on the other hand, it's also entirely possible that the world wouldn't know good stories from bad, or even good haiku from bad, due to the fact that so many buckets of both are dumped on the endless sea of self-published dreck, and how is the cream supposed to rise to the top? the fact is, they can't even see it, don't read it, get sick of even picking up new stuff when it's so invariably bad. publishers used to put themselves in that position, the position of judge of limitless dreck, and for their pains they would get to be the ultimate decider of what got published and what didn't. now, anyone can publish, but there are no judges, so there's literally no way for people to know where to start.

i'm not really venting here; i have a genuine body of work and i'm a little mystified if it will ever amount to anything. six collections of short stories make about 120 stories, which are rapidly turning into flash fiction. three volumes of poetry, a thousand each, with a few unique ones before that which were not represented in those; that makes 3k. i kind of expected that the poetry would never sell; do people ever buy poetry, for any reason? i'm not sure. i think it's a carefully guarded secret that people never buy poetry, and therefore poets are simply people who desperately want to be considered poets, but basically have to find other ways of making a living, unless they can make a living teaching poetry. but that's hopelessly cynical, it's just that, as far as i can tell, what few people sell anything on the poetry front, must sell it only after they've died, and after a hundred years or so has allowed the cream to float to the top. in other words, there's almost no way to get any attention as a poet just by cranking it out. and the fact is, i'm uncomfortable with the image, the persona, the identity as a poet anyway. it's of no use to me; i would rather be known as a short story writer. i almost feel like drifting back to the realm of secrecy with the poetry.

they're coming out pretty well; i need about three a day to get a thousand in a year, and i pull it off, pretty much. if i miss a day i come back the next day and get six. if i'm in the mood, i write a few more and then slack off for a while. but i'll have my first hundred soon and the good news is, i have a kind of storehouse of knowledge for each state, plenty of material, when i'm not bound by time (as i'm not, this year). if i get a few more volumes of it out, i'll be happy. i want one that is entirely on history; the idea of that would be to have each haiku have not only a kigo (season clue), but also a geographical clue, and an era clue, or time clue. if i get good at it i can write hundreds, maybe a thousand. we'll see. that would be the 2019; i'm working on the 2018 now.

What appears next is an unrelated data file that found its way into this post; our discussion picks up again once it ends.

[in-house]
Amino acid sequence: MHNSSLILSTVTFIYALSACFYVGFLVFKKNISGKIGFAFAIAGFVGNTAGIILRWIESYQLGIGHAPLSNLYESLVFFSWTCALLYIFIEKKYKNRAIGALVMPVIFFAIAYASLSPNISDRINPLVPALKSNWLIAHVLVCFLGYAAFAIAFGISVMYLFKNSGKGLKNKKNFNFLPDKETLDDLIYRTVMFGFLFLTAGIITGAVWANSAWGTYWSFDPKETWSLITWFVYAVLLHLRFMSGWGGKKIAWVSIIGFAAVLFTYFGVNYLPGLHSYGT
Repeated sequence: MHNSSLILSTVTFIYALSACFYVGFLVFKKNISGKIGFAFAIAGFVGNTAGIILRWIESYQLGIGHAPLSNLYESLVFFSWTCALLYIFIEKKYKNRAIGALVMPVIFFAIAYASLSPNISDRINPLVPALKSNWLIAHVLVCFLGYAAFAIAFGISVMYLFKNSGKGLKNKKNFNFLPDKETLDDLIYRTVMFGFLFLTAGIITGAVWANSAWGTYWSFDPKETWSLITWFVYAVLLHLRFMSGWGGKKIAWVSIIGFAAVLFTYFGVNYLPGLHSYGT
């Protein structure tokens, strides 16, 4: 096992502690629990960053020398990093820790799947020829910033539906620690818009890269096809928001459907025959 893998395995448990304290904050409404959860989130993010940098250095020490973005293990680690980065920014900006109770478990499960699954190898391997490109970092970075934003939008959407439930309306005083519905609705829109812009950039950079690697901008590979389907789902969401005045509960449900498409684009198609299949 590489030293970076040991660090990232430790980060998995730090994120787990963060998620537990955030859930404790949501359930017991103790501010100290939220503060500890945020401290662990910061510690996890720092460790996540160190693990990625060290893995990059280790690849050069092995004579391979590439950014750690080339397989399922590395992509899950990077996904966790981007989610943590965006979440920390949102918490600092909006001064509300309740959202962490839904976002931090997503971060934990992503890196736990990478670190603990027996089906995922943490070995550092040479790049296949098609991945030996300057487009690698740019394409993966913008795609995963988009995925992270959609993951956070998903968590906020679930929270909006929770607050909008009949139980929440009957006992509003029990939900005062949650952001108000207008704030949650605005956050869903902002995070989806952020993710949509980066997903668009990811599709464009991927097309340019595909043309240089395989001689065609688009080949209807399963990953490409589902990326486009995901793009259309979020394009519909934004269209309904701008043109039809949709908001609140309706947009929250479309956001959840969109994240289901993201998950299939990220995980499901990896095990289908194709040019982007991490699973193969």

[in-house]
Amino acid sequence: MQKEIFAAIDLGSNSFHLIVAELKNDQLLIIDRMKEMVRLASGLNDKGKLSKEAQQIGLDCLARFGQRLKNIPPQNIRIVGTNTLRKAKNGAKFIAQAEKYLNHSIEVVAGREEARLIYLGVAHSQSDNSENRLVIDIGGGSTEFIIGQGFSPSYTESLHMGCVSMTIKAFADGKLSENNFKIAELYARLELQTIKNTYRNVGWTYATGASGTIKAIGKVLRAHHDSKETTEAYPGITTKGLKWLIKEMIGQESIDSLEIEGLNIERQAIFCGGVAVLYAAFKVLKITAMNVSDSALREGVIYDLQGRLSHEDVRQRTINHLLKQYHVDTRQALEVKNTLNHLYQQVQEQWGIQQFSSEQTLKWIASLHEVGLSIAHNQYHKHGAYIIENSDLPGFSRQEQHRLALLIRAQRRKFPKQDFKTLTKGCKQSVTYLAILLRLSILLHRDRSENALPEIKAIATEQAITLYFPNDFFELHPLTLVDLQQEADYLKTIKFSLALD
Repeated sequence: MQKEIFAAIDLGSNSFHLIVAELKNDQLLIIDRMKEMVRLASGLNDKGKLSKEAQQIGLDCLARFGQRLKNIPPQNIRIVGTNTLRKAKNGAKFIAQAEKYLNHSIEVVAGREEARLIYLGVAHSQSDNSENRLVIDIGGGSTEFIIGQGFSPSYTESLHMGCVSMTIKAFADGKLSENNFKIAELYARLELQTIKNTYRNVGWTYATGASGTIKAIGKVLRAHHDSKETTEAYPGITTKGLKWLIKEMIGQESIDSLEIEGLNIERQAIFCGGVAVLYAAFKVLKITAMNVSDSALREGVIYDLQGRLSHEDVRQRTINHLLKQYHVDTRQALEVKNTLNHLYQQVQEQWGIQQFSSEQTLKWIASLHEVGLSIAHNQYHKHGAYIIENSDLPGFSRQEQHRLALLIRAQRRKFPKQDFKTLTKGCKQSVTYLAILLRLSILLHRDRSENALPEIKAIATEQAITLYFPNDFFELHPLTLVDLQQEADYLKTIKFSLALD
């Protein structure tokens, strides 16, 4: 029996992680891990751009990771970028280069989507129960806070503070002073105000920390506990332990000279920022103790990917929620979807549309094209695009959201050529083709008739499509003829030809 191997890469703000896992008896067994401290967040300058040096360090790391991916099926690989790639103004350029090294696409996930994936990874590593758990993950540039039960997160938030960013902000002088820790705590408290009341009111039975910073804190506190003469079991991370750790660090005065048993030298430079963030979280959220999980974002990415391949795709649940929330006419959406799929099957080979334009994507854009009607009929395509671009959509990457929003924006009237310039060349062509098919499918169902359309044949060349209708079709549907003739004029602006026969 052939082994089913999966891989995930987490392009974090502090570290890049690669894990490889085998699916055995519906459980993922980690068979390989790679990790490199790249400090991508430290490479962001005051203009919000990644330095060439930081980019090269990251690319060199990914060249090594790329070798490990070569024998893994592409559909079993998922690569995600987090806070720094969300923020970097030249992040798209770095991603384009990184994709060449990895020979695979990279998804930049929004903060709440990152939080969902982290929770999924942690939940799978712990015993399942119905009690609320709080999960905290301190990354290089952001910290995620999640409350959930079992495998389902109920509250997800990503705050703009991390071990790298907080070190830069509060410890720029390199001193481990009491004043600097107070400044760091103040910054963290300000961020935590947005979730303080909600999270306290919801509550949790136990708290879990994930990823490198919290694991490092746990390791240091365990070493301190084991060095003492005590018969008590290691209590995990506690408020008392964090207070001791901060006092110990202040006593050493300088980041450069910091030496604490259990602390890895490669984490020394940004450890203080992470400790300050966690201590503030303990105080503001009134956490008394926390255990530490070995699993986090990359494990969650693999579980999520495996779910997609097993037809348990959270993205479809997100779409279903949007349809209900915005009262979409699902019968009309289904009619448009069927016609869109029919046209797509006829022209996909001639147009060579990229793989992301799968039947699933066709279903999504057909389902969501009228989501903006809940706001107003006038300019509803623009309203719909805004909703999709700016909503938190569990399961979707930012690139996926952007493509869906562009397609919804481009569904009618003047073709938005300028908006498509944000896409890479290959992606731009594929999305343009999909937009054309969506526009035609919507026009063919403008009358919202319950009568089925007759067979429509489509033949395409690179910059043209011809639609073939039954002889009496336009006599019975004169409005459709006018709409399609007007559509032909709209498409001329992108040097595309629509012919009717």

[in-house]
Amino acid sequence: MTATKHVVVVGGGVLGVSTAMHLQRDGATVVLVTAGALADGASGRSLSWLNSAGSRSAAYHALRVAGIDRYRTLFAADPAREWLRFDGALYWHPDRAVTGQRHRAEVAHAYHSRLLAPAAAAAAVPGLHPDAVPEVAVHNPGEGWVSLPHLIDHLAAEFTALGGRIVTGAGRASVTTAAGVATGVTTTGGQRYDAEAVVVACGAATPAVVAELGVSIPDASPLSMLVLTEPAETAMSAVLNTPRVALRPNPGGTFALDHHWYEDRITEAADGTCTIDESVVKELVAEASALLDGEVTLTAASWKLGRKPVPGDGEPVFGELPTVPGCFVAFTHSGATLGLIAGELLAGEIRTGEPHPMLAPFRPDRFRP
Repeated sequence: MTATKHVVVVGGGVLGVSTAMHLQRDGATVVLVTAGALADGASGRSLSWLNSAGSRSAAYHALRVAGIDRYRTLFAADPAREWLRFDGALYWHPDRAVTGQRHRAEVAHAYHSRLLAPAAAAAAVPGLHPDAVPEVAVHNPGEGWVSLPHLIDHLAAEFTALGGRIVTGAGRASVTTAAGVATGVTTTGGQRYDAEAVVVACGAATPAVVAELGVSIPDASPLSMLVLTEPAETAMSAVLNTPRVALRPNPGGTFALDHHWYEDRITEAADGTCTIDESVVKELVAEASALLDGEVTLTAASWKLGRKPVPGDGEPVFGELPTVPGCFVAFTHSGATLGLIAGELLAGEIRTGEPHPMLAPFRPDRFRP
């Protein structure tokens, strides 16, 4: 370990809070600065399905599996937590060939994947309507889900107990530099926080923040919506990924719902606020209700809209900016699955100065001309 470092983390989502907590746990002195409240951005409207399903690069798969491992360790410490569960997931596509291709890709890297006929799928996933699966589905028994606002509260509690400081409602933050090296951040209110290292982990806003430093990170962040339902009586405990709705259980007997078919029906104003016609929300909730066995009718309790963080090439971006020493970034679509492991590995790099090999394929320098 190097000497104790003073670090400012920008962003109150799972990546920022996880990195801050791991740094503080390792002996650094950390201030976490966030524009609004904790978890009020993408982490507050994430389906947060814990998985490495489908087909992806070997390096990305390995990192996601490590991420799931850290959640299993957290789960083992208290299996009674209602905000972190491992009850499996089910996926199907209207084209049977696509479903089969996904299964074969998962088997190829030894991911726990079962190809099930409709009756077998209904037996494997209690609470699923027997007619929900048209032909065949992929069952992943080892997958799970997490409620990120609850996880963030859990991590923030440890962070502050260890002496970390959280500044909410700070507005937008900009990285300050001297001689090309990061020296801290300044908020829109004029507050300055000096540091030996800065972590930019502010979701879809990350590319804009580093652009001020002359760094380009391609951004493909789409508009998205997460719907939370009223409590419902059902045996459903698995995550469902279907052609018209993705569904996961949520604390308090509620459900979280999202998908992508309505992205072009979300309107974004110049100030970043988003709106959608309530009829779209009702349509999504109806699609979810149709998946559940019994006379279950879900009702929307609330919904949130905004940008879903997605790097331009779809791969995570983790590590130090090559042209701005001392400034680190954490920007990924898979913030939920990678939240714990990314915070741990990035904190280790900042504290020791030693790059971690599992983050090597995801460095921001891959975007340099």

as for my other projects, some may fall by the wayside. there are 1) an esl reader, a reading workbook; 2) a novel about texas, to be called either trigger warning or texas hold 'em; 3) my original novel, about saint louis, called interference; and 4) my autobiography/memoirs - now this one has taken on a bit of urgency, as my wife has decided to write her memoirs, and in the process, has bought or collected about a dozen of them, including one on how to write them, and i think, has begun to actually type on it a little bit each day. i wouldn't have to necessarily be urgent about mine, which in a sense are almost done, but my strategy is simply to finish a first draft before i start hearing, reading, or experiencing any alternate ways of doing it. and so i've applied myself, a little, to finishing.

however two things hang me up. one is that my twenties, awkward and uncomfortable as they are, are quite boring as i admitted so little of all the wild stuff i did. i did nothing to make those years visual, dramatic, interesting, going anywhere, and in reviewing them, i recognize that. now i'm reading a very interesting book about the hippie-commune era, and i was right there, flailing around, trying to find community, trying to figure out the best way to live one's life, yet i didn't really put that in there, because, in its own way, it was just another failure, like a career that didn't work out. but i also see that, from the point of view of studying the 70's, and the largest back-to-the-land movement ever, that i was right in the middle of it (actually the tail end of it maybe), and therefore my insights might be of use to one who really tried to look at what was happening then. flailing around as i was, i had a lot in common with that whole movement, and i can very easily document that by writing about it clearly, if i can get it together. time is running out. look for publication, maybe, in the fall!